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Maryland's Riverine-Style Bassing

Maryland's Riverine-Style Bassing

Big smallies and lunker largemouths are ready to strike your offerings on the free-flowing waters of the Monocacy River and Conococheague and Big Pipe creeks. (April 2008)

Photo by Rod Cochran.

Spring has arrived across the Old Line State. Water temperatures are rising, and as each day passes, the bass are becoming hungrier and more aggressive. At this time of the year Maryland anglers are wise to tap into some excellent bass fishing.

In the densely populated Capital Beltway area, fishing opportunities include a number of well-known lakes, reservoirs and large rivers. But instead, try one of these smaller waterways that are easily accessed and receive less fishing pressure, yet are loaded with big smallies and lunker largemouths.

Here are three top picks to consider for this spring.

The wild and scenic Monocacy River offers some of the best riverine bass angling that Maryland has to offer. The Monocacy originates near the Pennsylvania border in northwest Carroll County, and flows 58 miles to the Potomac River near Dickerson.

Its winding journey, east of the Catoctin Mountains, cuts through the center of Maryland's fertile farmlands, open fields and beautiful forested areas.

Stream biologist John Mullican of the Maryland Department of Natural Resources (DNR) reports that smallmouth reproduction on the Monocacy was good in 2005, especially in its upper reaches north of Frederick. He believes that catch rates will continue to improve into 2008. Although smallies in the range of 10 to 16 inches are the norm, bigger-sized bass in excess of 18 inches are caught as well.


The uppermost reaches of the Monocacy can be reached from the Baltimore Beltway. Then travel north along I-795 until you pick up state Route (SR) 140 west. Several miles west of Taneytown, turn right onto Bullfrog Road and follow to the bridge, or continue on SR 140 to the river. Both access points provide excellent bank-fishing opportunities within a short walk of the bridge.

Also consider the several-mile stretch between SR 140 and Keysville-Frederick County Road.

From Taneytown, follow SR 194 west to pick up SR 77 north to the river. The lower 42-mile stretch from the SR 77 bridge east of Thurmont to the Potomac River is recognized as the Monocacy Water Trail by the Chesapeake Bay Gateways Network.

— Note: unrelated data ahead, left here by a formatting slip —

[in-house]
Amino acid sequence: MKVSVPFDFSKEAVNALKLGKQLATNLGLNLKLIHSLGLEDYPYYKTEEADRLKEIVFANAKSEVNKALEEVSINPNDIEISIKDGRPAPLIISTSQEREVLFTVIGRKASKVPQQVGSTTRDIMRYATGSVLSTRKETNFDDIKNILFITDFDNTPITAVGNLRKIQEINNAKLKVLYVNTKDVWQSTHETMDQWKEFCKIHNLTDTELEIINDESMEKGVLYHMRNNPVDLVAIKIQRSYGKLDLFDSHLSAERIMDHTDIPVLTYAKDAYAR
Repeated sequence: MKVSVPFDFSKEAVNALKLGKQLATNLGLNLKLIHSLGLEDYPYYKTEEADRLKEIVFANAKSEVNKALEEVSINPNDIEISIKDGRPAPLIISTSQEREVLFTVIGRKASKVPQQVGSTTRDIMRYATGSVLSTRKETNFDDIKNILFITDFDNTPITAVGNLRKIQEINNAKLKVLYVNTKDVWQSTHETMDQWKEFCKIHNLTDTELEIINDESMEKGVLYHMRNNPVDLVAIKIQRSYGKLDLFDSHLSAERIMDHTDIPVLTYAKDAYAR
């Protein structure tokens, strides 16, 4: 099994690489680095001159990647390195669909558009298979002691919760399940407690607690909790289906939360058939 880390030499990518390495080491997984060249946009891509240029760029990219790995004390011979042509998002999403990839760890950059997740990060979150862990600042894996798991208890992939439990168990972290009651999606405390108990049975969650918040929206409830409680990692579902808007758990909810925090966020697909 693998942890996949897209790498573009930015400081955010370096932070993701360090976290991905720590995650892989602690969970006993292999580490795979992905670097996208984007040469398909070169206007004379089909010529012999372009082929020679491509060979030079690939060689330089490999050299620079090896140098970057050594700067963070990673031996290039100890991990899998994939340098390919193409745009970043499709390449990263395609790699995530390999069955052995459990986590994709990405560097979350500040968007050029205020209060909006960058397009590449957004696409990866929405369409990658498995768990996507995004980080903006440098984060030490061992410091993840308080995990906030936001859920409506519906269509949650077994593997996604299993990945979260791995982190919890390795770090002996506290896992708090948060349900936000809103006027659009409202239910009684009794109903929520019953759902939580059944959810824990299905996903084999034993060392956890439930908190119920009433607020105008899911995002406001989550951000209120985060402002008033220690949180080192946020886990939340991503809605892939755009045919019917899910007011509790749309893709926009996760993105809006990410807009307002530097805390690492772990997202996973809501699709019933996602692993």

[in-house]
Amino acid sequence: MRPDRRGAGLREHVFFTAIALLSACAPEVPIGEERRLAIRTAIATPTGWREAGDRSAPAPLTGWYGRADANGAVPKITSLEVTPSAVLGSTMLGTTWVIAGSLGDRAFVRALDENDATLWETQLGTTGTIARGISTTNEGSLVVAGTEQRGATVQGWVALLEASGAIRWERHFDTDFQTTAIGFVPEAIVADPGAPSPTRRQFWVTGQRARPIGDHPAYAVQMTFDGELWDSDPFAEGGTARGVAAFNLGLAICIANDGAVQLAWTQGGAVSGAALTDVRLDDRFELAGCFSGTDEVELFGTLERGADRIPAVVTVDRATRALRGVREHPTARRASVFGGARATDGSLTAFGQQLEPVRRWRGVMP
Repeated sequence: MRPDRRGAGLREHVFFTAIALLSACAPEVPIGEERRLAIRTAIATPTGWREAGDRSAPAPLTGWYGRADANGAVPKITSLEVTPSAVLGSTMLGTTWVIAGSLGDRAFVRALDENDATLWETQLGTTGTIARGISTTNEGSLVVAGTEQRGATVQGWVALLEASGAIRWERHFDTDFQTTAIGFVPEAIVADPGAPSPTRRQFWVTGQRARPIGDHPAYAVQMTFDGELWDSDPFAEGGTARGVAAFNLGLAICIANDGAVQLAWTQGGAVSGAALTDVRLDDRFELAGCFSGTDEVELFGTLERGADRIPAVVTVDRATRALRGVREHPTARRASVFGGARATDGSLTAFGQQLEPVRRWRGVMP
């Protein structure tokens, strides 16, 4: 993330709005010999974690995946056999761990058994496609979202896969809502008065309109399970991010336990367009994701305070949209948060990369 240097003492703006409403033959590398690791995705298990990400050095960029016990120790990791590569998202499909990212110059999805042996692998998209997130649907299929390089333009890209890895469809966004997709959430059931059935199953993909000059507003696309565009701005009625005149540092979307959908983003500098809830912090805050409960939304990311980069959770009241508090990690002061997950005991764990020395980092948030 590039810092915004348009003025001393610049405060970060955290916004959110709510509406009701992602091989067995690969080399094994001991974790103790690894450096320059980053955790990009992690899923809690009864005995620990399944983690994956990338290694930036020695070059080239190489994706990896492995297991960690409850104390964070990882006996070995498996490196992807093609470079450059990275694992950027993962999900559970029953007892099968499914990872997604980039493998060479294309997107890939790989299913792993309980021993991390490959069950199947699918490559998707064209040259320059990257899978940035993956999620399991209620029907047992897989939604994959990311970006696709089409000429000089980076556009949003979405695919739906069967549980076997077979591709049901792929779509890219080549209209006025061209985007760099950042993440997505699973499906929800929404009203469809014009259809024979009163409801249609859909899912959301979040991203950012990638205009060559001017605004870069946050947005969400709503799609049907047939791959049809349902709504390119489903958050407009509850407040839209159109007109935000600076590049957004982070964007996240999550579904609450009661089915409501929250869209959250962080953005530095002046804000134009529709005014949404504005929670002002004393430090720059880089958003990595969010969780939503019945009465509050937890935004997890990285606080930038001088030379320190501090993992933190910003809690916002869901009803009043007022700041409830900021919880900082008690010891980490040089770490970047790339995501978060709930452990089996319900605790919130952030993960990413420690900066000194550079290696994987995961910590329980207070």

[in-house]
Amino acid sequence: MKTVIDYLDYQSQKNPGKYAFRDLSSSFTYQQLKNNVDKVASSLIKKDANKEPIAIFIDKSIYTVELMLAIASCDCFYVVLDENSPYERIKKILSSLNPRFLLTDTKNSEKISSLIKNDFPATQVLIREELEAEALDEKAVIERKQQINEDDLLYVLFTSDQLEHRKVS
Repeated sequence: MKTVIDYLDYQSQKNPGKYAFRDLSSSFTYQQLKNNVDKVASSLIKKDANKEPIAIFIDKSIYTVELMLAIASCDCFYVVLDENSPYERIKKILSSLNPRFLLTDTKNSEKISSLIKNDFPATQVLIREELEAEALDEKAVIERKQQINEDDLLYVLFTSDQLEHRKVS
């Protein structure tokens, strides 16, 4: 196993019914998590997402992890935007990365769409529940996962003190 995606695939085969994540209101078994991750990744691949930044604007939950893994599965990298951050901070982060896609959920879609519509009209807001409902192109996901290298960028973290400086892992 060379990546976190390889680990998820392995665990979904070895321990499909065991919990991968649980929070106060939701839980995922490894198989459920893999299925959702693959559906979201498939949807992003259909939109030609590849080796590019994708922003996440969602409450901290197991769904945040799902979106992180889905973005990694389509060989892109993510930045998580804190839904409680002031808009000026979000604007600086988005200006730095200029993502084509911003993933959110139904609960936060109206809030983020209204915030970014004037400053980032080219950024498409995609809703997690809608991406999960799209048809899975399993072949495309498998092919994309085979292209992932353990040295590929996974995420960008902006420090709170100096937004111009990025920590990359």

A detailed water-trail map and guide is available at no cost through the Community Commons conservation group. Call (301) 662-3000, or visit

This stretch of the river is commonly fished by canoe or kayak. But before planning a boating trip, check online the water levels at Jug Bridge with the U.S. Geological Survey gauge, which you can find online at

For adequate boating conditions, gauge height should be greater than 2.2 feet.

Many other points of access are located north, south and within the city of Frederick. Bank-fishing opportunities include areas above and below the concrete landing, or upstream towards the fork in the river.

From Biggs Ford Road, follow Dublin Road north and turn left onto Devilbiss Bridge Road. The boat ramp/access area lies west of the bridge. Fish downstream along the rocky ledges where the bass hold in the narrow, rocky pockets.

Farther along Dublin road, turn left onto Links Bridge Road just west of Woodsboro. A large, deep pool is located near the bridge.

The bass fishing is also exceptional upstream. In Woodsboro, follow SR 550 to Creagerstown Park to the boat/ramp access along Penterra Manor Lane Park, or north along Legore Bridge Road to the historic stone arch bridge. South of Frederick, boat access is located at Pine Cliff Park and along SR 355 at the Monocacy National Battlefield. Drive south on SR 85 and turn left onto Michaels Mill Road towards Buckeystown Park for more boat access.

The section of the river from Buckeystown Dam to the mouth is a catch-and-release bass fishing area.

Conococheague Creek is a typical free-flowing Appalachian stream that originates from sparkling headwaters in the rugged mountains of Franklin County, Penn.

The short 22-mile stretch in Maryland flows south of the Mason-Dixon Line into rural Washington County, following an erratic path that consists of a series of loops and turns. The creek eventually dumps into the Potomac River at Williamsport.